SWEENEY TODD. Music and lyrics by Stephen Sondheim, book by Hugh Wheeler, based on the play by Christopher Bond; directed by Harold Prince; scenery by Eugene Lee; lighting by Ken Billington; costumes by Franne Lee; orchestrations by Jonathan Tunick; with Angela Lansbury, George Hearne, Ken Jennings, Edmund Lyndeck, Chris Groenendaal, Betsy Joslyn, Sal Mistretta, Angelina Reaux, Calvin Remsberge and (performing for Lasnbury at Wednesday matinees) Denise Lor.
At the Kennedy Center Opera House through Nov. 29.
"Sweeney Todd" ran for a year and a half in New York, generated nightly standing-screaming ovations, won every imaginable award for its creators and stars, and helped make Broadway credible to a new and justly suspicious generation of theatergoers. And it did all those things under abominable circumstances -- in a huge airplane hangar that pretends to be a theater, where the acoustics were more nonexistent than bad.
So if you missed "Sweeney Todd" on Broadway, stop fretting and get moving. Saturday night at the Kennedy Center, this incredible production was seen for the first time as it should be seen. You may have qualms about the sotry or the view of the world conveyed by composer/lyricist Stephen Sondheim and director Harold Prince, but this is a show that will knock you over and trample across your remains like a tank battalion. In this unusually -- perhaps uniquely -- uncompromised touring production, Sondheim's mesmerizing score is richly audible from the mouths of a cast that, no longer struggling to be heard and seen, is liberated to sing and act to its full potential.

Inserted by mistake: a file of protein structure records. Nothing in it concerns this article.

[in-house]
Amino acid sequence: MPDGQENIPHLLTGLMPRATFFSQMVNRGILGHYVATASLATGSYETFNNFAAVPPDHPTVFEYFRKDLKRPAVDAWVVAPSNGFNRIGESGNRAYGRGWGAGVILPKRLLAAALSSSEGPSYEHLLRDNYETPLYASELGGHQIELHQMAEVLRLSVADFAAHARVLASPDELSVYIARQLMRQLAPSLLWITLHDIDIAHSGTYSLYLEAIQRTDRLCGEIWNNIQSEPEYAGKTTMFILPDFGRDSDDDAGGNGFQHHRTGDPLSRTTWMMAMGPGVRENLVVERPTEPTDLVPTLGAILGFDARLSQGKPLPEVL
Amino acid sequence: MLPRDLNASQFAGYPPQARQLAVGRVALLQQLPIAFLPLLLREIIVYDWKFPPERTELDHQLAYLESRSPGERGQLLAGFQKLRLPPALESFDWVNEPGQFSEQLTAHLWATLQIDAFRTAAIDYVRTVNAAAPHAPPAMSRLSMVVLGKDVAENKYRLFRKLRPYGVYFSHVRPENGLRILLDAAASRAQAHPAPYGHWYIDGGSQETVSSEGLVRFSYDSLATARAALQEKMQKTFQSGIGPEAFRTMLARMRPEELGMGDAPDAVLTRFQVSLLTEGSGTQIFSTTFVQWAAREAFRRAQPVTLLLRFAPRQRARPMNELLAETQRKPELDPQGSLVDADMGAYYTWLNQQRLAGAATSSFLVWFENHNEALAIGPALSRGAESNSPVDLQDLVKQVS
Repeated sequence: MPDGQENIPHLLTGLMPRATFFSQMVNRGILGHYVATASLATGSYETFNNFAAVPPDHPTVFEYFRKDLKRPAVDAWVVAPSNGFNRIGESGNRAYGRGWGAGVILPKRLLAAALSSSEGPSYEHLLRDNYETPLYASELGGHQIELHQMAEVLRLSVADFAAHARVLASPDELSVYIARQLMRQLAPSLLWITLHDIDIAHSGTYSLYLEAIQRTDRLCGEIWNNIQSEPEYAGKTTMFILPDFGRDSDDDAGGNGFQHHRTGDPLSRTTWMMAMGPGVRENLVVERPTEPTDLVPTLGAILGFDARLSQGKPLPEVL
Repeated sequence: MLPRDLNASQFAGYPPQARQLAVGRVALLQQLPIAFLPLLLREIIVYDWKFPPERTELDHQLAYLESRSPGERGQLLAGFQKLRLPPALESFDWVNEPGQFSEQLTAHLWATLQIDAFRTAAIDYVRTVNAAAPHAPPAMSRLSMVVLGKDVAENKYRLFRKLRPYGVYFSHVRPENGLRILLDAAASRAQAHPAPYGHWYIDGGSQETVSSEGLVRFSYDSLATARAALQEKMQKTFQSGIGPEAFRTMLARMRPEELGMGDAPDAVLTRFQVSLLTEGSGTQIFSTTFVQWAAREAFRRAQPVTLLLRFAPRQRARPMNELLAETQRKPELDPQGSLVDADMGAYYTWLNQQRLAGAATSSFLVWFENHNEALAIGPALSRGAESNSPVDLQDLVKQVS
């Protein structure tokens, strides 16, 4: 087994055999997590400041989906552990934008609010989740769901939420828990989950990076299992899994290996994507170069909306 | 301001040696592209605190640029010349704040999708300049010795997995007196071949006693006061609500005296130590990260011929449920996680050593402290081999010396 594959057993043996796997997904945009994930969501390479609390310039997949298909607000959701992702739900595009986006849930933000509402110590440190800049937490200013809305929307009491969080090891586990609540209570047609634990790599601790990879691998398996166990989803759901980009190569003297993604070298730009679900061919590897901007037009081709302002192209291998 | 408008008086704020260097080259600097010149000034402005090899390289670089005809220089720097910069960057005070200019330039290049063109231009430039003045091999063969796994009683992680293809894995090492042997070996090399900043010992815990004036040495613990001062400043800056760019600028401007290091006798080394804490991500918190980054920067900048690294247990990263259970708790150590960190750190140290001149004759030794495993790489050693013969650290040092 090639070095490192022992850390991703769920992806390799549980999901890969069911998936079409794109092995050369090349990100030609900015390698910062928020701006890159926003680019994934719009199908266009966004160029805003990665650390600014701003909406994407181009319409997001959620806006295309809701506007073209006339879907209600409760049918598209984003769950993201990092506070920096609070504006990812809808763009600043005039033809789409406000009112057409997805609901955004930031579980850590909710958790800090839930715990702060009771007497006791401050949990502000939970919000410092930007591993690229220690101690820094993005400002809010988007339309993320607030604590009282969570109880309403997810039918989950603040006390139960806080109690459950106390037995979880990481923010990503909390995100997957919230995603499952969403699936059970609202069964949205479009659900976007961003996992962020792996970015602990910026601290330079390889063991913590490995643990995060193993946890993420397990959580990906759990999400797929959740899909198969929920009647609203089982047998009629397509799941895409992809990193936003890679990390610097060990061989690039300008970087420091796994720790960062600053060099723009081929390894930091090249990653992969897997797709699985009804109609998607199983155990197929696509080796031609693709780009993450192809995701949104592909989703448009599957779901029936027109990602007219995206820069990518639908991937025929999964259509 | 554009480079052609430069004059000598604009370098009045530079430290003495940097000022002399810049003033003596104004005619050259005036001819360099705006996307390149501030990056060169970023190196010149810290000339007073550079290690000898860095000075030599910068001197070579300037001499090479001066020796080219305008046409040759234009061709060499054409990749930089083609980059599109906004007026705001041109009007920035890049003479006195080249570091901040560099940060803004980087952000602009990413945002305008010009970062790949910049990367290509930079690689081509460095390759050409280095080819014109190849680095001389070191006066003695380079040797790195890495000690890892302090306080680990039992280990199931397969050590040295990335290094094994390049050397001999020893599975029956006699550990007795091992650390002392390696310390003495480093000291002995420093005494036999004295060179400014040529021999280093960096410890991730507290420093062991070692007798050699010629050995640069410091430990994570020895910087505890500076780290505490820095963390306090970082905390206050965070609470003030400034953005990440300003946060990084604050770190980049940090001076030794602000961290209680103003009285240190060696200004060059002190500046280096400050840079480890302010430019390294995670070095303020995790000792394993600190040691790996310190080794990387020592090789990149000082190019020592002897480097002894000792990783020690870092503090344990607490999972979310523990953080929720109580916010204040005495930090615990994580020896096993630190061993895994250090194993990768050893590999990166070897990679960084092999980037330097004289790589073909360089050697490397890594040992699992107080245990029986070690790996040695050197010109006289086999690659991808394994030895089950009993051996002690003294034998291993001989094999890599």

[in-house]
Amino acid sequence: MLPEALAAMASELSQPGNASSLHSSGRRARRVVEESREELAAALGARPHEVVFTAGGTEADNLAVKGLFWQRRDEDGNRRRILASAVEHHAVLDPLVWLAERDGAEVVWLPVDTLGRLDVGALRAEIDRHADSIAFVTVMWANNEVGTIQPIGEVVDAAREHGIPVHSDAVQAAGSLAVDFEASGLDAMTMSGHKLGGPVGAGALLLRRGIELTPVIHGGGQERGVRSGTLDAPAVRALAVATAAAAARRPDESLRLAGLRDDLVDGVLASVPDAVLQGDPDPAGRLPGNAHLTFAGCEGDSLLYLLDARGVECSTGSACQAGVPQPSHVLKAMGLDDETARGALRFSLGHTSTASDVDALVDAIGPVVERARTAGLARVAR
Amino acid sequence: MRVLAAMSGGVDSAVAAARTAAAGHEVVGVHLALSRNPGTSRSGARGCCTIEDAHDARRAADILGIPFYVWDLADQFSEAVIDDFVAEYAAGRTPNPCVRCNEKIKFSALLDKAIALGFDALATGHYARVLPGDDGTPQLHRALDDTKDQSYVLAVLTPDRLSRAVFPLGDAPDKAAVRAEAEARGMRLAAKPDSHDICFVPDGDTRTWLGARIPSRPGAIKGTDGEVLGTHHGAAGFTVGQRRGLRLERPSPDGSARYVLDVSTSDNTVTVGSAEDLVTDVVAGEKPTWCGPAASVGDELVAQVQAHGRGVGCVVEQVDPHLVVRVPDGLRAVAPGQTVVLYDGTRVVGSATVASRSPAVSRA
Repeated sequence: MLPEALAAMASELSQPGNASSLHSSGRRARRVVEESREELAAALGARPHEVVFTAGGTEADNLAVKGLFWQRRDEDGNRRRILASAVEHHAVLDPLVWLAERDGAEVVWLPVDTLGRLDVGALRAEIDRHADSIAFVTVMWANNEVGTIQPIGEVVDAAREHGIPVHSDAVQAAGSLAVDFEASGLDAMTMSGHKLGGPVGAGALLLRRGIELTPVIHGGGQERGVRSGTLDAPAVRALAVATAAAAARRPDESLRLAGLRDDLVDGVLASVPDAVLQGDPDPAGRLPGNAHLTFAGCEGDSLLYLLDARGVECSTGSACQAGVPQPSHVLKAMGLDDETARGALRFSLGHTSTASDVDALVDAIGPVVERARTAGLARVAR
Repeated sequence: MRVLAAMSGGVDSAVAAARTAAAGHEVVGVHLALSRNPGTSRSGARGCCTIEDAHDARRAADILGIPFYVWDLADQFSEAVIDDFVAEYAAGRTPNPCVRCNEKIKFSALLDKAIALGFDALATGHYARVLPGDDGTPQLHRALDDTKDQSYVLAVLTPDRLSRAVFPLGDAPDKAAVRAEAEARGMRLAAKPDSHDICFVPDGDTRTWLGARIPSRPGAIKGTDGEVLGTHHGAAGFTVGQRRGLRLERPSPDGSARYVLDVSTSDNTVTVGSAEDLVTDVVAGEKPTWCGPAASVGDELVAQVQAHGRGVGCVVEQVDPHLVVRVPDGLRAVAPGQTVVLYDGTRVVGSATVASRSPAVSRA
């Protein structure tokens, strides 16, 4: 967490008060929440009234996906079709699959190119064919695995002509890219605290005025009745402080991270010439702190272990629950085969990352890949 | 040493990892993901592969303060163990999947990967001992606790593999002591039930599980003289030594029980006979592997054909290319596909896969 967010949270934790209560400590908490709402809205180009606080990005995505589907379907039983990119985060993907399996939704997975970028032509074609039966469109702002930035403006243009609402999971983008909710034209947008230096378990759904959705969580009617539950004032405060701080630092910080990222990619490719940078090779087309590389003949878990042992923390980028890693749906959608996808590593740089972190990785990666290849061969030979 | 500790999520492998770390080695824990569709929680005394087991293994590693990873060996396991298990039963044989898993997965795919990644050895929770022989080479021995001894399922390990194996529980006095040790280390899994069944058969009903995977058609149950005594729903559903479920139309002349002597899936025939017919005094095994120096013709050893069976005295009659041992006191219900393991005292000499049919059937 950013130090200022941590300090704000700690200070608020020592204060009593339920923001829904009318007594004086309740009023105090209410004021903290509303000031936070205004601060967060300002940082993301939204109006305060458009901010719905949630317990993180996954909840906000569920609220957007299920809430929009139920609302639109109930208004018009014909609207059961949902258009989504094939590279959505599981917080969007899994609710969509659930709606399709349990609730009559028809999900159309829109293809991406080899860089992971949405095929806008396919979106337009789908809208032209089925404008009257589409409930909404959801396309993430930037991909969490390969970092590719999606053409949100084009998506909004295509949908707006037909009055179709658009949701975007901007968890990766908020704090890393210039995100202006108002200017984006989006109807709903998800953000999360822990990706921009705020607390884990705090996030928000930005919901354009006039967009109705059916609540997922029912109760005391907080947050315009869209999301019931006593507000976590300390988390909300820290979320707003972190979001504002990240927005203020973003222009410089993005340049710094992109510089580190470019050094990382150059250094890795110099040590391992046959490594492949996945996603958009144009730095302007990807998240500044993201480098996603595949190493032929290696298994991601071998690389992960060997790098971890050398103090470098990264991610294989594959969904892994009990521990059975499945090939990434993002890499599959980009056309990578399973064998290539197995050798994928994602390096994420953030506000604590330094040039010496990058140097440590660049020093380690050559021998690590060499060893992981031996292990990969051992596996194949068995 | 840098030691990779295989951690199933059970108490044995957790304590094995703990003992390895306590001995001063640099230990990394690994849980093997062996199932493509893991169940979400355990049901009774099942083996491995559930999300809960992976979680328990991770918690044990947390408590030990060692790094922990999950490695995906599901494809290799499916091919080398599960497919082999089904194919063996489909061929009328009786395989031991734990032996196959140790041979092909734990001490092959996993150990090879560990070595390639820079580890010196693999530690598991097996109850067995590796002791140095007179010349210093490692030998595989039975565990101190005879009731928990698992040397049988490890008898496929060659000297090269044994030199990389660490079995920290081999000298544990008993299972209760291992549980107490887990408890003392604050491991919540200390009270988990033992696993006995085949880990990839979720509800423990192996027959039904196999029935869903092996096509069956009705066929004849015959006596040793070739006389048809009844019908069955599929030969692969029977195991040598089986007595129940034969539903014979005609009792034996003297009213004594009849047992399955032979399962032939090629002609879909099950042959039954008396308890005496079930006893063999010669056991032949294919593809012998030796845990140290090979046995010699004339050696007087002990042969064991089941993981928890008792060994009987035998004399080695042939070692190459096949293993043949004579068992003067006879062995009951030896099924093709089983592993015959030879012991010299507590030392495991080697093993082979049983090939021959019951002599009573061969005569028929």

And the full potentials of George Hearn and Angela Lansbury are something to behold. As the throat-slashing barber, Hearn has a far stronger voice than Len Cariou, the original Sweeney, and he brilliantly suggestes the boundless inner malice of the man who, "back of his smile, under his word . . . heard music that nobody heard." His performance is also a Guinness-record-caliber triumph of the human larynx, straining, shouting and scratching for almost the whole two-hour length of the show.
As Sweeney's meat-pie-making accomplice, Lansbury is a vertiable new woman in the friendlier environment of the Opera House. Not that there was anything so wrong with the old Lansbury, but it's hard to appreciate the small touches in a performance when the body is standing in one place and the voice seems to be somewhere else entirely. Here, Lansbury is a total delight from the moment of her sensational introduction, boasting of the "Worst Pies in London" and denying the rumor of cat meat in her recipe. "Just the thought of it's enough to make you sick," she sings, "and I'm telling you them pussycats is quick."
Through all the atrocities committed on her premises, Lansbury's Mrs. Lovett -- an openhearted but utterly selfish creature -- permits herself only one moment of apparent moral outrage. This is when Sweeney slashes his first throat, that of his pseudo-Italian competitor, Signor Pirelli. But when Sweeney explains how Pirelli had tried to blackmail him, Mrs. Lovett's response is: "Oh, well, that's a different matter." And her doubts are instantly lost in speculation about how Pirelli's remains might profitably be utilized.